Within Nigeria’s bubbling fintech space, micro lending is arguably one of the hottest verticals at the moment. There are a variety of products/solutions all aiming to do one thing: make it easier for the average literate Nigerian with an internet connection to access small-bill credit.

If you have seen any marketing from these startups, you’ve likely seen something along the lines of “No collateral needed!”, “Get a loan in minutes!”, and so on. While those lines may not necessarily be false, they don’t necessarily tell the entire story either – at least not in my case. I tried to get a ‘medium’ sized loan of N650,000 recently and this is what happened.

Looking for information

Perhaps the first thing I discovered was just how different almost every micro-lending platform is from the jump. Paylater, for example, only has an Android app and you can’t apply for loans through its website. RenMoney on the other hand will let you get to a certain stage online but the rest of the process is offline (you have to scan documents and fill forms) more on this later.

The first thing I did when I decided to take a loan was look for the best possible deal. This deal would involve three things – interest rate, payment period and monthly deductible. In other words, the best deal would be one that had a decent interest rate, monthly deductible rates I could live with and repayment period long enough to accommodate surviving as a bachelor in Lagos (before I end up under a bridge begging for money).

It is interesting how Nigeria’s micro-lending platforms approach information around these three metrics I’ve listed. Some had more detailed information about their process than others and others were just vague. Nevertheless, a few Google searches will give you decent information about any service (unless you’re not as smart as I am).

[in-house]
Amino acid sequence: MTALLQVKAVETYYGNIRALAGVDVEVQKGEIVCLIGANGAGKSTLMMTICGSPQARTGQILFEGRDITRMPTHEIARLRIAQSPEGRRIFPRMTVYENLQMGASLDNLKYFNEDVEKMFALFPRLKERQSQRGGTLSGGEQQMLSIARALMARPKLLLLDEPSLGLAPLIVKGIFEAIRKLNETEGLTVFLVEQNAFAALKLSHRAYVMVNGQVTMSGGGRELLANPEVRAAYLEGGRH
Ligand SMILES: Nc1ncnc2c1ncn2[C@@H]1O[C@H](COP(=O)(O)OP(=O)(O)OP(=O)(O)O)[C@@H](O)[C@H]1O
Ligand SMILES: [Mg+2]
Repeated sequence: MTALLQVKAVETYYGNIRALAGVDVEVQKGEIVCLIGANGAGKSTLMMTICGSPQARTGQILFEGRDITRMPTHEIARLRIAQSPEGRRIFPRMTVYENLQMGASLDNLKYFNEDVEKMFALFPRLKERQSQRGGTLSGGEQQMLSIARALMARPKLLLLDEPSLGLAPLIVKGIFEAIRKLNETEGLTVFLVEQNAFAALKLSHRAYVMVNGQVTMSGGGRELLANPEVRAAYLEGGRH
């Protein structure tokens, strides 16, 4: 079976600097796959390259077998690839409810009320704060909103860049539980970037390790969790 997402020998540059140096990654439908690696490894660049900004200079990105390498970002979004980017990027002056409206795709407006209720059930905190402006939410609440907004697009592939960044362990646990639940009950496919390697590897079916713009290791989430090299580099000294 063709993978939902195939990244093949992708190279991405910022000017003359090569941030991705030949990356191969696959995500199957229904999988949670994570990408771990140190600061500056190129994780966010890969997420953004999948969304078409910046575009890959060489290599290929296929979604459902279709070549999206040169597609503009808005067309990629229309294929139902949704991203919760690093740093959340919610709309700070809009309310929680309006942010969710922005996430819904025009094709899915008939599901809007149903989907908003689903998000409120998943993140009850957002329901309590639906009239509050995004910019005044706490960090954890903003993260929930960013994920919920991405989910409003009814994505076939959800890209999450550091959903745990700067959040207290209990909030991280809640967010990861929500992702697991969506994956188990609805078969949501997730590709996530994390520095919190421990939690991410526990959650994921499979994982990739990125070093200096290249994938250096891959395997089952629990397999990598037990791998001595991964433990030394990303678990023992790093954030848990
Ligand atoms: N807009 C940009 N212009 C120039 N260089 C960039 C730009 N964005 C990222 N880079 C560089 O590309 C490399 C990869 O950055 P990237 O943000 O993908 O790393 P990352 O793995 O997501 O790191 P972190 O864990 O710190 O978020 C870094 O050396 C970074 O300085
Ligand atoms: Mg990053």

After window shopping, the problem became deciding which micro-lending platform had the easiest process. I don’t exactly have a lot of time on my hands – I needed something that would not require me to leave the office in the middle of a work day or handle/transmit physical copies of anything.

Now this is unique to me because the dynamics of my personal life vis-a-vis work will most likely be different from that of any other person. That said, I was able to find all the preliminary information I needed relatively easily.

Different playbooks

Back to this thing about micro-lending startups in Nigeria employing wildly different models in how they position their product. Some of them have loan tenures that do not go beyond a month, others have caps on the size of loan principals and the rest have some kind of differentiation in terms of the documents they require. Even payment after your loan has been approved is different.

For example, at the point of disbursement, RenMoney will pay the full principal into your account and calculate its fee and interest into the total sum you will pay back while FINT will deduct its charges and send you the balance. So, if you earn N200k/month and want to borrow N600K for 6 months from FINT, you’ll receive N545K and pay back N709K (18% interest) over the time period. In comparison, RenMoney will pay the full N600K into your account but you’ll be paying back around N756K (26%) over the same period.